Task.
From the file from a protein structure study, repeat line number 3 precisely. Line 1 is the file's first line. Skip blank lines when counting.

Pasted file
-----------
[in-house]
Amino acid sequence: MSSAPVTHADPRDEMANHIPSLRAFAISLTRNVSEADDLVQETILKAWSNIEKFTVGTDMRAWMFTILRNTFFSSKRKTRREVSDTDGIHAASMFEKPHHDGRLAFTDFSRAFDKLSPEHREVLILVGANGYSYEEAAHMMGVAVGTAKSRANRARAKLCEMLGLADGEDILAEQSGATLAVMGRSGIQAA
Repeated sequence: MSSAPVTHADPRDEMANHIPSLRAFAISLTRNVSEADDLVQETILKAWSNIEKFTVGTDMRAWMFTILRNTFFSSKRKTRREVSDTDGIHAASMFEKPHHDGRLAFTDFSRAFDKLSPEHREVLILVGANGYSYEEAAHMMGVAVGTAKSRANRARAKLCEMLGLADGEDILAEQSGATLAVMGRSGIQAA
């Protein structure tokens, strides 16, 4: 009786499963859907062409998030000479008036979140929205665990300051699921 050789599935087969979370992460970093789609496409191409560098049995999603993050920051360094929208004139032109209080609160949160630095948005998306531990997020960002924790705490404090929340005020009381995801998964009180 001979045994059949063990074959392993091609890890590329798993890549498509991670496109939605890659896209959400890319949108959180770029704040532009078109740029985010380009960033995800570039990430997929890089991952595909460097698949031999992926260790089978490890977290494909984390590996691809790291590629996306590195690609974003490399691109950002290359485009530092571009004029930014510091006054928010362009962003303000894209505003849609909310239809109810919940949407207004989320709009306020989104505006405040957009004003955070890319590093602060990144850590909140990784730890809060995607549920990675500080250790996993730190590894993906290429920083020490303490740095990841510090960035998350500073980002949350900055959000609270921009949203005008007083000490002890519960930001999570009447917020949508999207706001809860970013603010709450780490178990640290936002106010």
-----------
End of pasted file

Repeated sequence: MSSAPVTHADPRDEMANHIPSLRAFAISLTRNVSEADDLVQETILKAWSNIEKFTVGTDMRAWMFTILRNTFFSSKRKTRREVSDTDGIHAASMFEKPHHDGRLAFTDFSRAFDKLSPEHREVLILVGANGYSYEEAAHMMGVAVGTAKSRANRARAKLCEMLGLADGEDILAEQSGATLAVMGRSGIQAA